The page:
We withdrew 76 microbiological samples during our work at the Central Musical Library; 58 of them were taken after treatment with biocide solution, 12 samples were obtained withouttreatment from documents impaired in various emergencies, and 6 samples were taken from an interior surface of cases covered with oil paint containing biocide. We intended to locate the treated documents in the mentioned cases.
Full (or practically full) disinfection of a surface was detected for 80% of all taken samples. The rather high microorganism content in some cases (about 14%) is because the microorganism content on damaged surfaces before treatment was equal to 500-1 800 CFU/dm2. The viable spore concentration exceeded 2 000 CFU/dm2 on some areas of documents, which is an inadmissible excess of standards.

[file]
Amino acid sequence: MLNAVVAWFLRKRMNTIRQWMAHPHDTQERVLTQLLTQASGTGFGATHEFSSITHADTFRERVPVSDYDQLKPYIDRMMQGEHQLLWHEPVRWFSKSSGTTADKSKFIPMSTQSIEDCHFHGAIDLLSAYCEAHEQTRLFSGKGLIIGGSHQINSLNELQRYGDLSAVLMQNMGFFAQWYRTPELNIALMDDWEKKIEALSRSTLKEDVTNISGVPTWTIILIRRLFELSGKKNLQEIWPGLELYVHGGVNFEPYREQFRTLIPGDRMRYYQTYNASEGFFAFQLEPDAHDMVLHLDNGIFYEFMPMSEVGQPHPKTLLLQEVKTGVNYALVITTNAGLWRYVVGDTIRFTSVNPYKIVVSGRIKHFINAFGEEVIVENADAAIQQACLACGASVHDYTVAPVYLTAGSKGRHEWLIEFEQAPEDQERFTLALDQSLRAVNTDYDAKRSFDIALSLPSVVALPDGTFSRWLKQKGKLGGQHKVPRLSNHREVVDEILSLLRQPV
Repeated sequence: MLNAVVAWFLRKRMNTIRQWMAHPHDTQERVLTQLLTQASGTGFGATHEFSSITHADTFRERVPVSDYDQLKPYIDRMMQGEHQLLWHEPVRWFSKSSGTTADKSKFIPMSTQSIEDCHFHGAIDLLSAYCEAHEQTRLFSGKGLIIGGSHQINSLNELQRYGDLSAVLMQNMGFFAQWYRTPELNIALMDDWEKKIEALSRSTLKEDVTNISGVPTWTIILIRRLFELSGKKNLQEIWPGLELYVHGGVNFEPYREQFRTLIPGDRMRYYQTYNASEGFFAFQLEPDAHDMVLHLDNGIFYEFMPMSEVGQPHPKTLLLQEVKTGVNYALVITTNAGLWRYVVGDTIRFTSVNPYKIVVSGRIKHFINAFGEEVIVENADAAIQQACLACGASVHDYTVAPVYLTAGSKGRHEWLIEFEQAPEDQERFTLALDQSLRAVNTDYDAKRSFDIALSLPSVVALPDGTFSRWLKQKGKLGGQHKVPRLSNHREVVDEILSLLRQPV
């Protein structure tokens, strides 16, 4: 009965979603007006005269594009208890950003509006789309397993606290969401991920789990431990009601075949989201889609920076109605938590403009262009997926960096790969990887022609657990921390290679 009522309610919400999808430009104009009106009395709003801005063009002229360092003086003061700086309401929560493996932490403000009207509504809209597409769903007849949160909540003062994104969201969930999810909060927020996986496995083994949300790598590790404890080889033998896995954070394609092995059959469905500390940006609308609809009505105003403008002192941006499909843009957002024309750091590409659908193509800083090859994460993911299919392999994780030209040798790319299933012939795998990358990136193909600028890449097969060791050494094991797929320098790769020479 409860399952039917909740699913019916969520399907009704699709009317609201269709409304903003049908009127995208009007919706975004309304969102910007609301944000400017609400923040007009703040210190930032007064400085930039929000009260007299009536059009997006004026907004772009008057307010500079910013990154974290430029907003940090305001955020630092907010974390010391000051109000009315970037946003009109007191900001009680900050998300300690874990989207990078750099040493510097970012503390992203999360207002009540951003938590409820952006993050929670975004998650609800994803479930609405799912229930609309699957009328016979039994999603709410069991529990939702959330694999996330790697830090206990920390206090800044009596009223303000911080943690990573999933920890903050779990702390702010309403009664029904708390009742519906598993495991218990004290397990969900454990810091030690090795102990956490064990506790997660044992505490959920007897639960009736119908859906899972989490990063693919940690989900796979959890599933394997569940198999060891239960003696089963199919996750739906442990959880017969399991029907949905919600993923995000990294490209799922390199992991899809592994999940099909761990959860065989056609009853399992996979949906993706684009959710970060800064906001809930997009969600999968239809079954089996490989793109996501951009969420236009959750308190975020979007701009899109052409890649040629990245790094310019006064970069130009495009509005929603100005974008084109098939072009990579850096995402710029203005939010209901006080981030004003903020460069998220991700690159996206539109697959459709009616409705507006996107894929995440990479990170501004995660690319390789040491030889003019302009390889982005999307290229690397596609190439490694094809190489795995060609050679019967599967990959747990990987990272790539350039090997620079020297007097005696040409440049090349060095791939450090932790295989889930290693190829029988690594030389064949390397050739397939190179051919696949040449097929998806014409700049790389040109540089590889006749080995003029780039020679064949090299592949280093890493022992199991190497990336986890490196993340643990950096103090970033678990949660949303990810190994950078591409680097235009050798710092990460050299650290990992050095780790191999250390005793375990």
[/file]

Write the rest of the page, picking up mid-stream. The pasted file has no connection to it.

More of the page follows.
More than 300 samples were taken for 10 months of document treatment in the NLR.
The effectiveness of treatment in average was rather high: 99.4% for bacteria and 97.7% for micromycetes. The best results were obtained for smooth surfaces. The mechanical difficulties of treatment of the interior surfaces of backs practically did not lower the effectiveness of treatment. The unsatisfactory results were observed at sampling from edges. It was connected with the significant roughness of the edge surface and, consequently, with the raised adsorption of microorganisms. Therefore, it was necessary to treat edges twice.
Analysis of results of our investigations, the statistical estimation of a huge amount of data and accumulated rich practical experience allow to give the following recommendations.
- Obligatory cleaning (dust removing) of damaged documents;
- Obligatory drying of documents with a heating fan.
- Obligatory drying of the documents with a heating fan to remove residual moisture;
- Document labelling by special identification tapes of different colours: one colour for documents strongly damaged inside, another colour for ones damaged only outside;
- Control of room and light conditions of document storage;
- Periodic observation and biotesting of various areas of the document surfaces to detect timely the possible secondary micromycete growth.